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Witnesses to Swaggart

By Julie L. Belcove

IT was a lovely warm evening in Baton Rouge, when I was sitting with two friends on the curb outside a frozen yogurt store. We were eating and talking about the basketball game our school had just lost. A young couple approached.

"Are you saved?"

"Yes," I said, answering on the assumption they thought we were stranded without a ride home. "Our car is right over there."

My friends giggled and looked at me with that look that meant I had said something incredibly stupid and indicative of my Yankee upbringing.

The young, very skinny woman's smile did not narrow a millimeter as she tried again. "Are you a member of the church?" she asked.

She pointed to a massive complex a little way down the road. It didn't look like much of a church to me. It looked more like a small city. Or a fort.

The woman and man told the three of us how they had suffered through the deaths of loved ones, or drug abuse, or poor health, or.... They told us how Jimmy Swaggart had brought them love. It was beautiful, they said. They had dropped out of college, quit their jobs, left their homes and moved from other states to study at Swaggart's Bible College and pray in his church.

My friend Heidi, a practicing Lutheran, glared at them. I stared in utter disbelief--incredulous that such people existed--and tried hard to stifle my laughter. My friend Christy sat meekly, not speaking. The couple, sensing prey, focused their efforts on her.

"Here, just take my hand," the woman said, stepping toward Christy and extending her hand for Christy to take. "It's easy. We've found love."

HOW divine that sex was the apple that lured Jimmy Swaggart from his cushy Eden atop the garbage heap of televangelists. After all, Swaggart not only called his fellow philanderer Jim Bakker a cancer, but he also led the battle to coerce convenience stores into removing Playboy and Penthouse from their shelves.

It couldn't have happened to a nicer guy.

As an inhabitant of Baton Rouge, home to Swaggart's multi-million dollar estate, church and Bible College, I derive particular amusement and satisfaction from his fall. Swaggart represented the hypocrisy and hatred that arises from militant organized religion. The moral of his fevered sermons--often laden with anti-Semitic and anti-Catholic overtones--was to give more money to his ministry.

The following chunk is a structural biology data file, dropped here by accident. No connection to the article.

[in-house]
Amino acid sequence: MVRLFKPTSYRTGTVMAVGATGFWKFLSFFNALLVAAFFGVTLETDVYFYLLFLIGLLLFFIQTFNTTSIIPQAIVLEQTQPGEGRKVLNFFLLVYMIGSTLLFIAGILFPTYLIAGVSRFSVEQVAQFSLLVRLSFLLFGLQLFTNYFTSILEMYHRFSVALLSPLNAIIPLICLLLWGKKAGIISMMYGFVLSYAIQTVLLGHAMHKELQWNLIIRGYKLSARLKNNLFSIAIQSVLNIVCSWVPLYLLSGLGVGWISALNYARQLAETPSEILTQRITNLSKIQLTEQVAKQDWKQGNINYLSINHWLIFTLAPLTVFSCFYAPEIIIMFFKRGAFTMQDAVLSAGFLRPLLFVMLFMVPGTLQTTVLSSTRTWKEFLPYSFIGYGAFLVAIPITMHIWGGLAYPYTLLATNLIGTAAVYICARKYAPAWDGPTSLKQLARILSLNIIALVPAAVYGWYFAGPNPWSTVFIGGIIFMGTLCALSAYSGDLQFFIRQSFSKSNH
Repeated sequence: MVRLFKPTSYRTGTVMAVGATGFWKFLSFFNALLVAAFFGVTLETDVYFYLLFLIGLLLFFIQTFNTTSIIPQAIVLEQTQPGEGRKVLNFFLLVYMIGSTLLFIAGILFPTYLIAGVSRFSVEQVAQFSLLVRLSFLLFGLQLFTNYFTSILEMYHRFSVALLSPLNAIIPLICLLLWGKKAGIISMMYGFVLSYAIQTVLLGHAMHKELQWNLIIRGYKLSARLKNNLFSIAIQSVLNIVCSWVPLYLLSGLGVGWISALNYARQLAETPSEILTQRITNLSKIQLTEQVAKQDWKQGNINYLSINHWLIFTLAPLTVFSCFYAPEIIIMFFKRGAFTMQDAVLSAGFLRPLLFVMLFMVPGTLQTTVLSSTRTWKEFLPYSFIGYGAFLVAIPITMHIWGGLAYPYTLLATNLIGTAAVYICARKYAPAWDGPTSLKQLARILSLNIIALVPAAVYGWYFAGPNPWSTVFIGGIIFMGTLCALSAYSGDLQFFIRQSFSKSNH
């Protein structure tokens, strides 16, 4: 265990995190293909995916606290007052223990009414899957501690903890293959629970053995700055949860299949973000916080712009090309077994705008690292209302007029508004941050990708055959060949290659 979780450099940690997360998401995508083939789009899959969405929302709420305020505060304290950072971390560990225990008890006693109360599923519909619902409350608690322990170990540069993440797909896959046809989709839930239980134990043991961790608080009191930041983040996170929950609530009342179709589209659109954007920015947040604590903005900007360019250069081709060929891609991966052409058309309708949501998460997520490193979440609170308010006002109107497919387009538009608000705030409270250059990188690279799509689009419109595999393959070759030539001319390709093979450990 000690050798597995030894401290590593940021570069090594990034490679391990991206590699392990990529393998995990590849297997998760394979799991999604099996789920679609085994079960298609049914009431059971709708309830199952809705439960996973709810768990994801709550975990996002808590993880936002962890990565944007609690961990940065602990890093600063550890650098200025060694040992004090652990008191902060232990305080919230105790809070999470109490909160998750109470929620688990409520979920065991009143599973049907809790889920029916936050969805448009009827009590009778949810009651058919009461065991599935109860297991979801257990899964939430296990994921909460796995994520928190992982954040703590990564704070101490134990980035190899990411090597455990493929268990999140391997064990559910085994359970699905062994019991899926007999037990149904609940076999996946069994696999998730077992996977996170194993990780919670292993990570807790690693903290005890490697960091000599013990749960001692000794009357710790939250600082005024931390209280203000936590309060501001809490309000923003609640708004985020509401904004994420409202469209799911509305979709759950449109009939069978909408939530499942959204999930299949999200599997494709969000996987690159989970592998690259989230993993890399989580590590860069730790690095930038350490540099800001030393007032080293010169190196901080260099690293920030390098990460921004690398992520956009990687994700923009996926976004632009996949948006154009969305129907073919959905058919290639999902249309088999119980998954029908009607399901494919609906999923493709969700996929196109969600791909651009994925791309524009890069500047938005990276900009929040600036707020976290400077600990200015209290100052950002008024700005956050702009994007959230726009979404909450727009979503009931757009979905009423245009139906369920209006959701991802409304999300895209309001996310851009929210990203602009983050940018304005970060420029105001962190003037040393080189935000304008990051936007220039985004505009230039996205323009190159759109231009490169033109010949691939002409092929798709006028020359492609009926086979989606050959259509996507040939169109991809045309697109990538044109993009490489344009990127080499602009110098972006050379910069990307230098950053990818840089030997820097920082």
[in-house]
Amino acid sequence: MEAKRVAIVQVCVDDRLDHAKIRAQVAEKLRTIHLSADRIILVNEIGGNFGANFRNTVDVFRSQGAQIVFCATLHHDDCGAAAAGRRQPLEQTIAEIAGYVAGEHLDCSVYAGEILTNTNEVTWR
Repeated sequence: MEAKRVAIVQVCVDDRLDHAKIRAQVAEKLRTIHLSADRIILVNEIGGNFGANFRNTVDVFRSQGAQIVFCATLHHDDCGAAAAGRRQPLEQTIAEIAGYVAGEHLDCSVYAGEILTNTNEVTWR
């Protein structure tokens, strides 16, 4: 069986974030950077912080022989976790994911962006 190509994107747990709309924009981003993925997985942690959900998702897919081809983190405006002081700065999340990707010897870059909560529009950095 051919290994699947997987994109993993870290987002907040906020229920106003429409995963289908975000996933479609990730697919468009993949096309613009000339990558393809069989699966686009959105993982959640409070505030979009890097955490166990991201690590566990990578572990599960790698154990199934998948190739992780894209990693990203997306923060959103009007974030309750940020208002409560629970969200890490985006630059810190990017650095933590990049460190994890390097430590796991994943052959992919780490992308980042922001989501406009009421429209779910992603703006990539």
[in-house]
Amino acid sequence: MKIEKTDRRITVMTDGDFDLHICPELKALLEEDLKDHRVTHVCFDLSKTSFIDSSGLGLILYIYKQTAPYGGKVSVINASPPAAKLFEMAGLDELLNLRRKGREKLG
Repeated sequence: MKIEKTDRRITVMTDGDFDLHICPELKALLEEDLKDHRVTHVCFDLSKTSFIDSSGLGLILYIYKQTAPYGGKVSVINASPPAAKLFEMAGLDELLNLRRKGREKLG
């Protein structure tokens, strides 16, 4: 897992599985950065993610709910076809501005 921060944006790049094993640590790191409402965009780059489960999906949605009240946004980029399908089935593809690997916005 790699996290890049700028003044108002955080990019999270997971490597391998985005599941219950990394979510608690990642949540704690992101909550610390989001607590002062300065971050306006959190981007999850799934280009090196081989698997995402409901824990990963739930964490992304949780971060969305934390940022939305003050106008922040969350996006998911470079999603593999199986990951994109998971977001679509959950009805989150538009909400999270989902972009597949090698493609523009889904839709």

In a sermon taped shortly before the scandal broke, Swaggart pleaded with his herd to send more money, claiming that Bakker's fall from grace was causing a drain on funds. He warned that Satan would find ways to thwart God's work. Obviously, Swaggart pays God's salary and He recently demanded a raise. But the Bakker sex scandal did not stop the flow of postal trucks arriving every day at Swaggart's complex, which has its very own zip code.

JIM Bakker's antics also did not have much of an effect on Swaggart's annual Thanksgiving revival. The long weekend of preaching and praying again drew thousands to Baton Rouge this year.

Waiting to return to Cambridge, I sat in the airport with dozens of his flock. Their conversations surrounded me.

"Did you get his cassette tapes?" one woman asked another.

"I sure did. I also bought his complete set of videotapes," the other replied. "I can't wait to get home and watch him."

"He's wonderful."

A family walked by. They wore matching Jimmy Swaggart Bible College sweatshirts. Go team.

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